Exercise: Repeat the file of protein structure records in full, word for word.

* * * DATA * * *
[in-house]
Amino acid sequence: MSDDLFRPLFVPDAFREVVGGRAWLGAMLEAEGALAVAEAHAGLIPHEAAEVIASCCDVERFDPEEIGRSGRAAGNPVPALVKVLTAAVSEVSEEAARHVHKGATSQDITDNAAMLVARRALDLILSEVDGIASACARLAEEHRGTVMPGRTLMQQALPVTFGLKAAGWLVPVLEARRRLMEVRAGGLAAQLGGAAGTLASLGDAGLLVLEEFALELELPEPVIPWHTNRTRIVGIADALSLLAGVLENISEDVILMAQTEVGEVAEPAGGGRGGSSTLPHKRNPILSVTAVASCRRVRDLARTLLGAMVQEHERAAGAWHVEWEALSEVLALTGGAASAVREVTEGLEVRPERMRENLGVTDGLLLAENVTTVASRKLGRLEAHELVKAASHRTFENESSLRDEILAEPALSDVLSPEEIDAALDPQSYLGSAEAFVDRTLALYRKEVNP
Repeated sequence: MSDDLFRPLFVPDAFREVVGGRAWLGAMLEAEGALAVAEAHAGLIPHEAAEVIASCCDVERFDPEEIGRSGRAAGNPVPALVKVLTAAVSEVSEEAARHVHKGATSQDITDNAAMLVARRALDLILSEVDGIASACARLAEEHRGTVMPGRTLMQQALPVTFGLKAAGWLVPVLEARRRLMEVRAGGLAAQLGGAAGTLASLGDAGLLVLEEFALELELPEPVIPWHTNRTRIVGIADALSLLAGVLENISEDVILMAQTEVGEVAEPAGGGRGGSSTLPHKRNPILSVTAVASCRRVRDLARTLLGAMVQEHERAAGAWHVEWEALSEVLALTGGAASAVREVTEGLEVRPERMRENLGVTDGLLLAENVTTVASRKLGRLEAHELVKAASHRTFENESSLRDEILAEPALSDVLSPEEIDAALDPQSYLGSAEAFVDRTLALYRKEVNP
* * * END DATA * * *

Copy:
[in-house]
Amino acid sequence: MSDDLFRPLFVPDAFREVVGGRAWLGAMLEAEGALAVAEAHAGLIPHEAAEVIASCCDVERFDPEEIGRSGRAAGNPVPALVKVLTAAVSEVSEEAARHVHKGATSQDITDNAAMLVARRALDLILSEVDGIASACARLAEEHRGTVMPGRTLMQQALPVTFGLKAAGWLVPVLEARRRLMEVRAGGLAAQLGGAAGTLASLGDAGLLVLEEFALELELPEPVIPWHTNRTRIVGIADALSLLAGVLENISEDVILMAQTEVGEVAEPAGGGRGGSSTLPHKRNPILSVTAVASCRRVRDLARTLLGAMVQEHERAAGAWHVEWEALSEVLALTGGAASAVREVTEGLEVRPERMRENLGVTDGLLLAENVTTVASRKLGRLEAHELVKAASHRTFENESSLRDEILAEPALSDVLSPEEIDAALDPQSYLGSAEAFVDRTLALYRKEVNP
Repeated sequence: MSDDLFRPLFVPDAFREVVGGRAWLGAMLEAEGALAVAEAHAGLIPHEAAEVIASCCDVERFDPEEIGRSGRAAGNPVPALVKVLTAAVSEVSEEAARHVHKGATSQDITDNAAMLVARRALDLILSEVDGIASACARLAEEHRGTVMPGRTLMQQALPVTFGLKAAGWLVPVLEARRRLMEVRAGGLAAQLGGAAGTLASLGDAGLLVLEEFALELELPEPVIPWHTNRTRIVGIADALSLLAGVLENISEDVILMAQTEVGEVAEPAGGGRGGSSTLPHKRNPILSVTAVASCRRVRDLARTLLGAMVQEHERAAGAWHVEWEALSEVLALTGGAASAVREVTEGLEVRPERMRENLGVTDGLLLAENVTTVASRKLGRLEAHELVKAASHRTFENESSLRDEILAEPALSDVLSPEEIDAALDPQSYLGSAEAFVDRTLALYRKEVNP